COLUMBUS — The messages scrolled in spray paint across city playground equipment and park facilities vary from gang-related to offensive language and the classic “Jack + Jane” declaration.
Graffiti is nothing new to Columbus, but officials here say it’s gotten much worse over the past couple of years — costing both the city and private citizens thousands of dollars and man hours to clean up.
“They literally have been hitting every park in town,” Randy Sedlacek, supervisor of the Park Maintenance Department, said of the vandals.
And the arrival of spring and summer weather is only expected to intensify the problem.
Sedlacek said graffiti becomes a weekly issue for the Park Maintenance Department during the warmer seasons, as taggers have hit as many as 10 different areas in a single night.
Last year, the city bought several cases of graffiti-removing products sold in aerosol cans, but cleaning up the spray paint has proved to be so expensive that a new product is now purchased in bulk from an Iowa company. Still, it costs about $400 for six gallons, and the Park Maintenance Department has already used one and a-half gallons in an attempt to wash away old messages over the past two weeks.
Sedlacek said expenses for labor and supplies have become so high that he has suggested a separate budget line item for graffiti removal.
While the total cost isn’t currently tracked specifically, it’s definitely more than $1,000 annually, according to Sedlacek.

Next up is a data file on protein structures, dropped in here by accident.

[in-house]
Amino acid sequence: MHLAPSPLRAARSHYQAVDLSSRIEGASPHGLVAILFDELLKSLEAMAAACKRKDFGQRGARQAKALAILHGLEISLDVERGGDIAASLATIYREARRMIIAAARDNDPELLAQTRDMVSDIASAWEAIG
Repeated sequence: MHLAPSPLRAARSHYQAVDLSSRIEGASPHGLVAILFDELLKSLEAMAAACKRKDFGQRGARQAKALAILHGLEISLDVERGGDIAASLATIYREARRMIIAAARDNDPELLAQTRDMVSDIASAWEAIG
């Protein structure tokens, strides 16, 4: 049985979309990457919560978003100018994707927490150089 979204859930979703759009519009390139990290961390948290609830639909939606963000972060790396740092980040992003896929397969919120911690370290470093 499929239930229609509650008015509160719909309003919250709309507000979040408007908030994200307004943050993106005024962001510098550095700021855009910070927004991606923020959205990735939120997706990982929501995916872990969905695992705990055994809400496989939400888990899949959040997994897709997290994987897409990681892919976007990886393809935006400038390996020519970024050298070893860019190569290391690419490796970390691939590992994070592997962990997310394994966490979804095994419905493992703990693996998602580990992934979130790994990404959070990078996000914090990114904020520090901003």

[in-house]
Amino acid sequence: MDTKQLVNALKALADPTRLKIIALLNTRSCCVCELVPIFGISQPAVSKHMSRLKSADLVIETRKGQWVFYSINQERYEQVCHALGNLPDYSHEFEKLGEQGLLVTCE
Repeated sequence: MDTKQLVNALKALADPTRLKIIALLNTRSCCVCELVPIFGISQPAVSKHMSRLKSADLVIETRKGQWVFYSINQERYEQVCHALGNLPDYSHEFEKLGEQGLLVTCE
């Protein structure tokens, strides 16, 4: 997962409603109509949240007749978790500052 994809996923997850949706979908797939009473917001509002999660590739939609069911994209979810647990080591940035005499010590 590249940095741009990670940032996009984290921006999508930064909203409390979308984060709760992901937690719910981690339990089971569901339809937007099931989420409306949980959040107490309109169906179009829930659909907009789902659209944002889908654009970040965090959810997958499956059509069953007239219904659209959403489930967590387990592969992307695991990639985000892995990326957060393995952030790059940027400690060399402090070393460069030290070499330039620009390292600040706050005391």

Additionally, $5,000 was spent on a new power washer, which was attached to an old pickup and tank to be used almost entirely to combat graffiti.
The department, Sedlacek said, has also considered installing cameras at city parks to help catch perpetrators in the act — something that has proved to be difficult in the past.
Columbus Police Cpt. Todd Thalken said the parks’ spacious designs make them an appealing target for taggers, and the quickness of the crime and nighttime nature limits the chances an officer will catch someone red-handed.
While the Columbus Police Department has activities directed specifically at preventing graffiti, citizen reports remain the best defense.
“Probably the most effect method of catching graffiti vandals is when people call them in and we respond quickly,” Thalken said. “We would rather rely on 20,000 pairs of eyes than the half-dozen we can put out.”
State lawmakers have also taken notice of the growing problem. They revised state statute 28-524 to help limit graffiti issues throughout Nebraska.
Now, a first violation of the law is considered a Class 3 misdemeanor, while any subsequent violations are Class 4 felonies.
Judges can not only order perpetrators to clean up the damaged property, they can also require the individual to clean up any future graffiti in the targeted area for up to a year. Other possible sentences include mandated counseling and suspending an individual’s driver’s license for up to one year.
“We would love to arrest every one of these guys and solve the problem,” said Thalken, but graffiti is often a difficult crime to investigate.
Without a higher success rate when it comes to apprehending offenders, Columbus Park Maintenance Department could be in for another long season of scrubbing, rinsing and painting over the unwanted messages.
“Hopefully, it doesn’t continue to get worse,” said Sedlacek, “because it’s bad enough right now.”